Growing up, facing puberty, fitting in at school. It's all hard work for kids. But it can be harder still for children who feel they're in the wrong body. Katy Gosset looks at raising a transgender child
Tom* was three years old when he started asking for male genitalia.
At the time his parents thought he was a girl.
Tom’s father, David*, said his child's sense of who he was arrived along with the ability to communicate.
"As soon as she could verbalise gender, it was obvious that she was a he."
And as time passed, it was also clear this was no passing fad.
"At first my wife and I thought that we had a tomboy but it's way beyond that."
So much so that his child was uncomfortable with a girl's body, preferring to bathe wearing underpants.
"For me it's sad when you see a kid not being able to take a bath. It's obviously a coping mechanism."
Last year Tom started primary school - as a boy.
David said there had been some grieving by the family but as Tom’s happiness improved, theirs did too. One big moment was Tom’s first hair cut as a boy.
“The weight that came off our child's shoulders, the sense of acceptance, the excitement."
For eight year old Juliet* it was a similar experience.
Her mum Ana* said her son was always different from his brothers. She recalled him first telling her how.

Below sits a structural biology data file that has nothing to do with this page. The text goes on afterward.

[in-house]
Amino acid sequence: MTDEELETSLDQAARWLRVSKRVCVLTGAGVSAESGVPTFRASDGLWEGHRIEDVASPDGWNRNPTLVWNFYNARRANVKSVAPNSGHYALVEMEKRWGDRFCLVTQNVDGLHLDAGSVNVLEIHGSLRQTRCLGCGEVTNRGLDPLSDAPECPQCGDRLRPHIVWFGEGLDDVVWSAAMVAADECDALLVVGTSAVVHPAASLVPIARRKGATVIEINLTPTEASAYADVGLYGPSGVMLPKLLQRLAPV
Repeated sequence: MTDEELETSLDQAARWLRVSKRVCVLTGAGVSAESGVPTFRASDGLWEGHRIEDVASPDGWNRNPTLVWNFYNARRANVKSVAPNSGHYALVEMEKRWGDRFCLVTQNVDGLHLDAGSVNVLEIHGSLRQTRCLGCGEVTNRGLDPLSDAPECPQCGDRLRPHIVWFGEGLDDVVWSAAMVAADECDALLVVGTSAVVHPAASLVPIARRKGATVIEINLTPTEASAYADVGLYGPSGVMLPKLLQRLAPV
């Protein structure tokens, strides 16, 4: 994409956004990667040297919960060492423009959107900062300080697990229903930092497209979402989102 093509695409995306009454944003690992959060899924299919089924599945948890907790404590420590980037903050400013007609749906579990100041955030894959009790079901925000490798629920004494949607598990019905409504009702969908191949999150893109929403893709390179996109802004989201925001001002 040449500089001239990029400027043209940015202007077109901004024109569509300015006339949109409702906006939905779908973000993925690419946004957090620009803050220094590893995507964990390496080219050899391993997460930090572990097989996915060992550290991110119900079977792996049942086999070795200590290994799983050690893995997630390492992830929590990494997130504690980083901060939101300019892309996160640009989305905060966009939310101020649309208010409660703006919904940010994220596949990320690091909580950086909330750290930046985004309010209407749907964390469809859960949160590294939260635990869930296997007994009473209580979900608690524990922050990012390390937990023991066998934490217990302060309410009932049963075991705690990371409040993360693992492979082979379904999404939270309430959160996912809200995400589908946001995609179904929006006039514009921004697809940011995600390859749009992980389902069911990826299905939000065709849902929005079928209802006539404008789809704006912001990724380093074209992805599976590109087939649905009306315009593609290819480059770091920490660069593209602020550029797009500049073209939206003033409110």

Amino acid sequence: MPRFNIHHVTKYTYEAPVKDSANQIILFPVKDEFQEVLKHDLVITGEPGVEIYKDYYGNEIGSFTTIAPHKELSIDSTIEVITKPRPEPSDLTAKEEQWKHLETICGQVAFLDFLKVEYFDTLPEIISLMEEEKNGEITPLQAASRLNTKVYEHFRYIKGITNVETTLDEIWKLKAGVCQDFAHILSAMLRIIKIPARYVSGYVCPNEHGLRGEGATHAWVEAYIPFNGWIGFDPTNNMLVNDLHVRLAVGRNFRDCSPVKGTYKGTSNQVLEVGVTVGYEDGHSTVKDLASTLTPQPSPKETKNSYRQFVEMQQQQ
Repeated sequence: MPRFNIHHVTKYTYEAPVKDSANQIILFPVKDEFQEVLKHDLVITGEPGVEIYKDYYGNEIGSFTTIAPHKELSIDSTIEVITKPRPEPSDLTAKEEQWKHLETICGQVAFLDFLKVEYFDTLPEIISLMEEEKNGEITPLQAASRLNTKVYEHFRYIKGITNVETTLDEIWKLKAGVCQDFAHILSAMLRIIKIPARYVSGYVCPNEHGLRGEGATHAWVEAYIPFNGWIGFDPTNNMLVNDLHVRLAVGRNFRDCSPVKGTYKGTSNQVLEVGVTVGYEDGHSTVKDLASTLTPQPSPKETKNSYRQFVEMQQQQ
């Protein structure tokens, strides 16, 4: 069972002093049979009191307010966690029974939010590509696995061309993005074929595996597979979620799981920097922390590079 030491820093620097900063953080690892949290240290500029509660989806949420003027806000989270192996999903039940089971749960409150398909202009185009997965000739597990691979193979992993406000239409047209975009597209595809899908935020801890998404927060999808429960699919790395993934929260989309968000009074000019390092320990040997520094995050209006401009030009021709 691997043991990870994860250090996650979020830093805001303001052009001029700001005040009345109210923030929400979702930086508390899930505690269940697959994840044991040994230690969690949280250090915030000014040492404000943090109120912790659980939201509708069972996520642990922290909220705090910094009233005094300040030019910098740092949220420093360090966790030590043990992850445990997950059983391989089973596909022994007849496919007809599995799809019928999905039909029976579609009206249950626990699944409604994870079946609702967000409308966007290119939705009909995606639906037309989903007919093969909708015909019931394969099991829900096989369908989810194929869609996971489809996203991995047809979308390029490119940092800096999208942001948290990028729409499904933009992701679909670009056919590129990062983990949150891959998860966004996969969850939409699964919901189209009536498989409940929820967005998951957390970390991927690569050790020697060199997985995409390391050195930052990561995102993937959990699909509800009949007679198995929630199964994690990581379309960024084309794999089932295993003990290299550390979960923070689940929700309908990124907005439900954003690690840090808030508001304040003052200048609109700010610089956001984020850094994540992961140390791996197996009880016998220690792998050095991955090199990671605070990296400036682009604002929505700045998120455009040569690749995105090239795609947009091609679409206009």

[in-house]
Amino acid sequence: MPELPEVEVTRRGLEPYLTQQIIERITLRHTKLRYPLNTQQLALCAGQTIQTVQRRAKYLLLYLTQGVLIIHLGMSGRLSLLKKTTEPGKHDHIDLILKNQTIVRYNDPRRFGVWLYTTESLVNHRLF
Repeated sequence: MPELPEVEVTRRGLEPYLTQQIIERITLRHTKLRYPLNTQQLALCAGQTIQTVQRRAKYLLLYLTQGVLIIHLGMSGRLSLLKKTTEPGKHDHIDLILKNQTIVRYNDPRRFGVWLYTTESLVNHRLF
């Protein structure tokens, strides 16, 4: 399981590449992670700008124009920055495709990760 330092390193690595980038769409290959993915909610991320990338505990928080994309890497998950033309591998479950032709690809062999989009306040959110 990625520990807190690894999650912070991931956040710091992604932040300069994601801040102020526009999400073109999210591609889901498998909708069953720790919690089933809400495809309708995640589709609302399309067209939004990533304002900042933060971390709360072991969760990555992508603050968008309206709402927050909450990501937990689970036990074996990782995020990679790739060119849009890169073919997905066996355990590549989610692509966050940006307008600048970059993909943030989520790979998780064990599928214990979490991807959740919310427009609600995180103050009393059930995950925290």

"She was jumping on our couch wearing a tutu and she was saying "I'm a girl, I'm a girl, I'm a girl” and at the time he was a boy to us".
Juliet gradually became unhappy with her life as a boy.
"Things got difficult and bad and there were tummy aches and cries. And then the crying became every night and the tummy aches became severe."
At first Ana thought her son might be gay.
"I was very comfortable with the idea that he may grow up to be a gay man. I thought his life would be happy and society was making progress and that by the time he was an adult he would be fine."
But doubts lingered.
"In the back of my mind there was a small and dark thought: "As long as he's not uncomfortable with his body."
Finally, Juliet went back school after the summer break one year, but this time as a girl.
Ana said, while the school was very supportive, not everything went smoothly.
"There was some teasing. She lost a few friends. It's been hard."
Ana said her mother, too, had not really understood and bought into "garbage information” about transgender kids.
Because she didn't live with the family and didn't see that her grandchild was happier as a girl, explains Ana.
"If you live with them, you see how they are well, how supporting the way they are feels right, is right for them."
David said his immediate family had been supportive but wider family members who saw Tom less frequently had struggled to adjust.
"I've got some friends that are very religious. They want to understand but it conflicts with their beliefs."